It was the time that Jan and I had been waiting for, to get behind the oars and get some power through them. It was a strange sensation having done most of my rowing recently on the relative calm of the Thames on a fixed seat boat to then go on a boat with a moving seat and throw in a few small wavelets (it was a pretty calm day!) all made a real difference. However after changing seats on the second session we were soon finding our groove especially thanks to a mixture of Leven and Tim our rowing coaches who were providing advice for us.

Finally Our Turn on the Oars

Making it round towards the needles off the Isle of Wight we started relaxing between rows with a mixture of munching some food whilst curled up in the front or rear cabins or admiring the various quotes written on the inside of the rear cabin. Im pretty sure one of them went:

“Row, row, row your boat

Gentle down the….”

As my brother has already made a joke about this it made me laugh, I certainly don’t think that Atlantic Ocean really fits after the gently bit. But we will soon see.

It was fast approaching what was for me to be one of the highlights of the day and I think it could be each day of the row too. Sunset. Despite being just off the coast of the UK it did not disappoint and for an hour or so we admired the colours change across the sky from pale blues to burning red before darkness set in. There is however something very peaceful about rowing in the dark whether I feel that way later we will have to wait and see but all there is, is total darkness apart from the boats red and green marker lights and your team mates back in front of you moving up and down the slider.

Plenty more of these to come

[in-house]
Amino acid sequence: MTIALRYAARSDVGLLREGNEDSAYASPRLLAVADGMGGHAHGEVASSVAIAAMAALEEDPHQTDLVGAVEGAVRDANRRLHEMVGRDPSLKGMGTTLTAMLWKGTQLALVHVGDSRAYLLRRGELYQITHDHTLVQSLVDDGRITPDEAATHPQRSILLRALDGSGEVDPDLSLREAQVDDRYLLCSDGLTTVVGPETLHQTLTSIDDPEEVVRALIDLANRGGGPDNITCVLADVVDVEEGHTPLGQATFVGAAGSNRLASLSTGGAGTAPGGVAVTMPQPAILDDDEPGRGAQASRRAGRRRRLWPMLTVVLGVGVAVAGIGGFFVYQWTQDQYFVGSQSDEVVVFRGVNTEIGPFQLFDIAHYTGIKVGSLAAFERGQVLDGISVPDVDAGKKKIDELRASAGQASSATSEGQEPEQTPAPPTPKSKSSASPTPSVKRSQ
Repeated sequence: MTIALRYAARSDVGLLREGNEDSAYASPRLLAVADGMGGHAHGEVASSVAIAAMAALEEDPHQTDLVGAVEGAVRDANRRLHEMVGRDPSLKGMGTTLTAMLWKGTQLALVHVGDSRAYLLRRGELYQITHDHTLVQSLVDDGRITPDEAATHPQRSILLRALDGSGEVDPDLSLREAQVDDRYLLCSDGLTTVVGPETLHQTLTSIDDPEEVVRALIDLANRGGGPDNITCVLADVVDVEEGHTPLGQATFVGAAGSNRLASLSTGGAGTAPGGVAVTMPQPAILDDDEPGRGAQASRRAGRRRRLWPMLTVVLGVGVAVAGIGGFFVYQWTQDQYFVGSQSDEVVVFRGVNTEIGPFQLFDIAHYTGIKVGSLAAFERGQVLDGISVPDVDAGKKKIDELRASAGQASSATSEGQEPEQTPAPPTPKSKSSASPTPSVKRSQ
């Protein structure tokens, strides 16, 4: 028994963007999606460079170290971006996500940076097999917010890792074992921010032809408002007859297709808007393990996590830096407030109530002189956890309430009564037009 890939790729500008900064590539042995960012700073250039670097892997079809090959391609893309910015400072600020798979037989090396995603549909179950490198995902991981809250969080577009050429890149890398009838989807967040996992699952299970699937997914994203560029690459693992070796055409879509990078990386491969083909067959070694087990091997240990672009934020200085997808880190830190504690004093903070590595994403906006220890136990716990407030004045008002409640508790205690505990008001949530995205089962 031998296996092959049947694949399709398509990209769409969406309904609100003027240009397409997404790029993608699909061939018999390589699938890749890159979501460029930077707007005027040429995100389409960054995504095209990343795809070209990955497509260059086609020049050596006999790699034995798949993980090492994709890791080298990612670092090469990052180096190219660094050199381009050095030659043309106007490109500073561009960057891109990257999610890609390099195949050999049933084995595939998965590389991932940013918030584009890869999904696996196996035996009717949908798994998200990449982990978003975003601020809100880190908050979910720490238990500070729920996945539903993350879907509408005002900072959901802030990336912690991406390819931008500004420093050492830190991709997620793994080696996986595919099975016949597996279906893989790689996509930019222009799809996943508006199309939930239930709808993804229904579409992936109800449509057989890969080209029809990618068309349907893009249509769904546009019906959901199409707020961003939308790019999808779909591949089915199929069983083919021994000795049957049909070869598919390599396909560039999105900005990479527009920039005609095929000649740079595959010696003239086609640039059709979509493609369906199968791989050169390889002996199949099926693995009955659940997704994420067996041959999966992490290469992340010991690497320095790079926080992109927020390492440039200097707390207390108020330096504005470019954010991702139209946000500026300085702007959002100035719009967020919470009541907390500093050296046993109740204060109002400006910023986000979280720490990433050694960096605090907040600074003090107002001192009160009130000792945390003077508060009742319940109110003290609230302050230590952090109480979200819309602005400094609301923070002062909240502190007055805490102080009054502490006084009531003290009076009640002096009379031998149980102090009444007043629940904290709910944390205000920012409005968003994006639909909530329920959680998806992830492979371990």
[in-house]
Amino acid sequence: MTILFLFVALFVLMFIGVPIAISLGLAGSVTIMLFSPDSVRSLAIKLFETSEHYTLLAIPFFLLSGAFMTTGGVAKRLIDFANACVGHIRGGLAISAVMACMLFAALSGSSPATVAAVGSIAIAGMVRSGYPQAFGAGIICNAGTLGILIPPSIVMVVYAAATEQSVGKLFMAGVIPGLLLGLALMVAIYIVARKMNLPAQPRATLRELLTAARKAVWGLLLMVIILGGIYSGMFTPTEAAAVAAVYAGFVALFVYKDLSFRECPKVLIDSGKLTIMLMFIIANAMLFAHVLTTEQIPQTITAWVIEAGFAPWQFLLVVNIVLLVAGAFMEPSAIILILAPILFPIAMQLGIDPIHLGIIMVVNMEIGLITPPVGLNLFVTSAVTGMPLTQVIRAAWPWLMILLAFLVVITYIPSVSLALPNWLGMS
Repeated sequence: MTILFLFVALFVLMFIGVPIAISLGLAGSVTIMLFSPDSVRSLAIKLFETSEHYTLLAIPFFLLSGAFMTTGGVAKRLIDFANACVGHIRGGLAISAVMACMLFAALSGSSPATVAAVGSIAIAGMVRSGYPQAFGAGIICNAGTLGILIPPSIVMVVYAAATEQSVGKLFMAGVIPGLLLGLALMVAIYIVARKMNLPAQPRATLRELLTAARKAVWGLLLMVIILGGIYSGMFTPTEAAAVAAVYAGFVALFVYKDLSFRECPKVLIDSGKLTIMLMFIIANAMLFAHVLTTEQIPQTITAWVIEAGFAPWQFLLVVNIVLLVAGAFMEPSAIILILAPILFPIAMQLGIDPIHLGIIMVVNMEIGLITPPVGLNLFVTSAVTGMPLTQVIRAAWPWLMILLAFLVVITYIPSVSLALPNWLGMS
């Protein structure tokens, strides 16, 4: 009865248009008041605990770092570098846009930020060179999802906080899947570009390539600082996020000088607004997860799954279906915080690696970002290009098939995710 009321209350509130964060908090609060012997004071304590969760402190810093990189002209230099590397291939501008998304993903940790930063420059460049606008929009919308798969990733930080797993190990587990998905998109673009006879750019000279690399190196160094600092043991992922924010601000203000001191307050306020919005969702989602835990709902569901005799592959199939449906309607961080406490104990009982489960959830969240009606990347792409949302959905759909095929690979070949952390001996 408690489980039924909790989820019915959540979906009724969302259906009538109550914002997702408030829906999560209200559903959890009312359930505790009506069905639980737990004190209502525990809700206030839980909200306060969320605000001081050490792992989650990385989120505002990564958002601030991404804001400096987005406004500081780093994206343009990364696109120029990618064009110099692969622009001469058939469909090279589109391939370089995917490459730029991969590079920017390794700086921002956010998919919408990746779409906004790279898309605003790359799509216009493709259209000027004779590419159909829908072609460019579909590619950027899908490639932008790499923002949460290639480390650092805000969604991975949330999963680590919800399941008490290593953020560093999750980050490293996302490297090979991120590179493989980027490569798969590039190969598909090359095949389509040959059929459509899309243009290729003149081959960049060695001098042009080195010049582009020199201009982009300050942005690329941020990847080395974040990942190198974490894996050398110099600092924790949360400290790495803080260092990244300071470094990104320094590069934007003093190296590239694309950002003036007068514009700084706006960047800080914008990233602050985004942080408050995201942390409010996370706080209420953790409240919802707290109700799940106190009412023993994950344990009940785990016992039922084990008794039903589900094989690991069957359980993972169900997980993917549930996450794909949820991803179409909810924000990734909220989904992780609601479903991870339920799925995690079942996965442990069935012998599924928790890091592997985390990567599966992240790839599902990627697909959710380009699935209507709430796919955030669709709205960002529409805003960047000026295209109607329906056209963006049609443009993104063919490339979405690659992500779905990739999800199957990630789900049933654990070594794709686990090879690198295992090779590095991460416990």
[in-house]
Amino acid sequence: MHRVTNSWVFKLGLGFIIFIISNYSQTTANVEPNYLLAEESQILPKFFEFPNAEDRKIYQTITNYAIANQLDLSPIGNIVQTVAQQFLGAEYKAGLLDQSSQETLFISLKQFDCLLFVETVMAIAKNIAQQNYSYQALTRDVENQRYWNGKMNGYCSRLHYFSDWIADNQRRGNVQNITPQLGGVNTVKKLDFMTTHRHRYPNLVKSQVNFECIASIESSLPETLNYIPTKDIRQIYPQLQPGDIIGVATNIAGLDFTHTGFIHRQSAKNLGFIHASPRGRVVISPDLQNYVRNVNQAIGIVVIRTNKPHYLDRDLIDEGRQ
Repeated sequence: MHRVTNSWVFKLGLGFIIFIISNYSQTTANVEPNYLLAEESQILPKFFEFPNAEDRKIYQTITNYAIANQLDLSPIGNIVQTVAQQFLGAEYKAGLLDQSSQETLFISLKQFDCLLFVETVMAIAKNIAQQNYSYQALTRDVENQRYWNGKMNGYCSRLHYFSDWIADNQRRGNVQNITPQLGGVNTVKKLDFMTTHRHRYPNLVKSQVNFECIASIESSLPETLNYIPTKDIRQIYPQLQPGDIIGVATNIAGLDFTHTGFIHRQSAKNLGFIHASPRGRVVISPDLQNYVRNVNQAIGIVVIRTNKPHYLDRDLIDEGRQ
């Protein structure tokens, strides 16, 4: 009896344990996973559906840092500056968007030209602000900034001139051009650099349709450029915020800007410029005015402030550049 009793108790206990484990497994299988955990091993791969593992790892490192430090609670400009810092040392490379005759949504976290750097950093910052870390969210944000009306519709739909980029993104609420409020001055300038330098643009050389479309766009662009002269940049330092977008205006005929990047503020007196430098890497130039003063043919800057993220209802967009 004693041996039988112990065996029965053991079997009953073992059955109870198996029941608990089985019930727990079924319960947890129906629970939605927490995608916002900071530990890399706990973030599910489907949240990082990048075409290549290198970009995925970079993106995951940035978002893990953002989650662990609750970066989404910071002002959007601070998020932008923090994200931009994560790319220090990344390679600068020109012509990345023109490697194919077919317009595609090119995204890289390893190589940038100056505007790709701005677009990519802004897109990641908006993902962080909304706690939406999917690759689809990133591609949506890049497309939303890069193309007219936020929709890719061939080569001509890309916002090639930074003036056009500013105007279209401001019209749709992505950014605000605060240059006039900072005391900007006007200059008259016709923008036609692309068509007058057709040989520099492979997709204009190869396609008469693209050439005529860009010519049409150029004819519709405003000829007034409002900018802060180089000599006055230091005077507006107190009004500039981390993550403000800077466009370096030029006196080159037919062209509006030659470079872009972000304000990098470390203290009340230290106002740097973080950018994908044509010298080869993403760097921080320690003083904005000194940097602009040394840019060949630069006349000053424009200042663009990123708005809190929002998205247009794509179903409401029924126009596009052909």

Turning the boat around Jan and I took up the oars, already there was an element of competition between the teams of rowers. This maybe a slight understatement. However we wanted to go faster than them so decided to up the rate and see where we could get to. Admittedly come January it is going to be all about distance covered but still in the meantime we can have some fun. Although I can’t remember the exact result I’m going to say that we won and I hope they would say the opposite in case one of them is reading this.

The journey back in was certainly an interesting one, navigating towards a light between mud banks as we had beaten the tide back too. We could make out on one side the breaking of some waves and on the other slick mud and gravel. This was until it got a tad too shallow to row, the water however was rising quickly and we were soon paddling on into the darkness trying desperately to make out the unlit buoys. It was slow progress and without the keel sharp turns were impossible, the only saving grace was the tide was still against us preventing us from flying up the channel. Finally coming into the yard we found ourselves several feet below where we had left it. Without a motor to ease us into the mooring we took a bit of a run up before I jumped up and onto the bank armed with the rope to tie us on. We were safe and sound to row another day.

Next stop pub debrief and a quick and an uneventful drive back to London.

Advertisements

Leave a Reply

Fill in your details below or click an icon to log in:

WordPress.com Logo

You are commenting using your WordPress.com account. Log Out / Change )

Twitter picture

You are commenting using your Twitter account. Log Out / Change )

Facebook photo

You are commenting using your Facebook account. Log Out / Change )

Google+ photo

You are commenting using your Google+ account. Log Out / Change )

Connecting to %s